Firefox 1.5 has really let me down. It's memory footprint is only slightly larger but what really irks me is that it is a processor hog. Not only that but there was a huge list of bugs they didn't knock out before launching 1.5, I'm not really sure why they chose to do this. (Before you say, "but there's always bugs", there were some serious UI bugs that should have been dealt with.) I'm back to running 1.0.7 until Firefox 1.5 can a nice point release but Opera is looking more and more tempting.

    I'm scared that Firefox 2.0 will have twice the system requirments than the operating systems on which it runs which, imho, it shouldn't. :(
  • Makes sense to me. (Score:3, Interesting)

    by Eightyford (893696) on Thursday December 15, 2005 @04:37PM (#14267005) Homepage
    This makes perfect sense to me. I think with all of the web services that google develops, they don't want to be inhibited by bugs in Microsoft's Internet Explorer. [slashdot.org] They could also get people to switch to Opera pretty easily, as most people already use the search engine, and all it would take is a small "download this to enable extra features" button.

    I'm surprised they haven't done this already.
    • Hopefully you can now login into Google Groups using Opera!

      (I know you can do that since the past few months... but they ignored opera for a while there...)
  • by rewt66 (738525) on Thursday December 15, 2005 @04:37PM (#14267007)
    I can't begin to imagine why.

    You can't? I can...

    Microsoft has announced an intention to kill Google. (All right, Ballmer said so to a guy who was leaving to go to Google. Same difference.) Microsoft has made some announcements of stuff to compete with Google. Microsoft also controls the most-used browser.

    Add it all up, and I can sure see why Google might want to have a (better, but less popular) browser under their control...

  • by Sfing_ter (99478) on Thursday December 15, 2005 @04:38PM (#14267019) Homepage Journal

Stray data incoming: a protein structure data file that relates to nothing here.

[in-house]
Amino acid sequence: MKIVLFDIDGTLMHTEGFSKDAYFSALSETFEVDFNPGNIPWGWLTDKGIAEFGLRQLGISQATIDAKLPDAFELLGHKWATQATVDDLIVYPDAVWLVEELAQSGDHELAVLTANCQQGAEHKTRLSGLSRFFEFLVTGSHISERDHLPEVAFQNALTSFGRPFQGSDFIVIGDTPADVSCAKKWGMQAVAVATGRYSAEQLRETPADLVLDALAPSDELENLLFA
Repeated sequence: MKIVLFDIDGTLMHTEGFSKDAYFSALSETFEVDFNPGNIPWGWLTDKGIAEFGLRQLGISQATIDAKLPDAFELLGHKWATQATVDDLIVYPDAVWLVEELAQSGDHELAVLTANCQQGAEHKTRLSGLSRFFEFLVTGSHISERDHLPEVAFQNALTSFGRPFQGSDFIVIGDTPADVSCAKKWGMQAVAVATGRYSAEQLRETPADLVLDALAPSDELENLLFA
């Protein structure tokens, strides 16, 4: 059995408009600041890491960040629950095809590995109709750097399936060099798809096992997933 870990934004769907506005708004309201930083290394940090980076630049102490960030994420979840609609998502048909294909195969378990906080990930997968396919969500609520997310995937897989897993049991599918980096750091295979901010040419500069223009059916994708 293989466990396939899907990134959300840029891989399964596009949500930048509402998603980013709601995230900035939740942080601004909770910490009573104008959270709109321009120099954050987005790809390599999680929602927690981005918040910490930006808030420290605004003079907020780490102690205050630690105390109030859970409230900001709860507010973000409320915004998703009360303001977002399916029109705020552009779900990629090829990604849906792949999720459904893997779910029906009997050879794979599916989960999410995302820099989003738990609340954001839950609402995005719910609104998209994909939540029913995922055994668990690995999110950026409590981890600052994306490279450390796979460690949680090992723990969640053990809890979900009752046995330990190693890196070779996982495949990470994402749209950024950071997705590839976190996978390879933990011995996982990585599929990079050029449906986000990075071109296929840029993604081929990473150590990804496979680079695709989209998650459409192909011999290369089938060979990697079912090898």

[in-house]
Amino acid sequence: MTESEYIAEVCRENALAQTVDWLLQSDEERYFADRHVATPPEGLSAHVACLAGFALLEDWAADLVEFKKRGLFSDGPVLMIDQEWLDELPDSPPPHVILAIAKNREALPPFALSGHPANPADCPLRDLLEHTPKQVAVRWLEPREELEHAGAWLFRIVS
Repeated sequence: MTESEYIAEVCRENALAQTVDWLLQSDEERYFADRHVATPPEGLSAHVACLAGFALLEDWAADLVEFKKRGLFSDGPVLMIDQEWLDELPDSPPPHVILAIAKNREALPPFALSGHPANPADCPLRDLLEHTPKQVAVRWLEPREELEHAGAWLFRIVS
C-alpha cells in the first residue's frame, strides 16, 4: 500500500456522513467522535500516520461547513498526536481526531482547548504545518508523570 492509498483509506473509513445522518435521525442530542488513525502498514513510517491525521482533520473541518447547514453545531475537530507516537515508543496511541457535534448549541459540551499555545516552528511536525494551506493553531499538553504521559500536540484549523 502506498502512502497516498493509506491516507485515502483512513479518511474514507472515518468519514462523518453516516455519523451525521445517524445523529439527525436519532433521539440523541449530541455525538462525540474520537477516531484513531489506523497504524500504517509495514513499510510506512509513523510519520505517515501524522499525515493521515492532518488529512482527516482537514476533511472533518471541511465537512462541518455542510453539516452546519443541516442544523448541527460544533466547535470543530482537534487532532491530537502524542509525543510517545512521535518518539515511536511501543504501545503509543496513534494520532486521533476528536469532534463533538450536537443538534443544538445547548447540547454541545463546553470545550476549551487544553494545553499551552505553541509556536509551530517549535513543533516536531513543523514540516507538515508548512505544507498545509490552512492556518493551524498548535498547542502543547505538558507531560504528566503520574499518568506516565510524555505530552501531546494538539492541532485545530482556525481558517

Gubuntu, Googlinux, Googdriva, Googebian, Googepis, GoogleHat, Googell Desktop Linux oh god not...Googentoo!!!! NOOOOOOOOOOOOOOOOO!
  • by danmart (660791) on Thursday December 15, 2005 @04:39PM (#14267030) Homepage Journal
    Reasons to buy Opera:
    1. Opera is a fast browser with clean code. Fits with google quality requirements/desires.
    2. Opera is closed source. Google can add secret sauce for tracking or search or ad related reasons.
    3. Opera can be made into a product to compete with MS without giving away the source to competitors.
    • by croddy (659025) on Thursday December 15, 2005 @04:47PM (#14267130)
      I'm curious. How can you know whether the code is clean, if it's closed source?
      • by Anonymous Coward on Thursday December 15, 2005 @05:53PM (#14267735)
        I'm curious. How can you know whether the code is clean, if it's closed source?

        The same way you can tell a person, plant, or even a car is (relatively) healthy: by the way it operates on the outside. Ok, so. If a car is nearly broken down, you'll see lots of smoke going out its rear end. If a plant is nearly broken down you'll see it withering away and possibly yellowing at the wrong time of year. And if a person is nearly broken down you'll see them coughing, and hacking, and sneezing, and nose-running.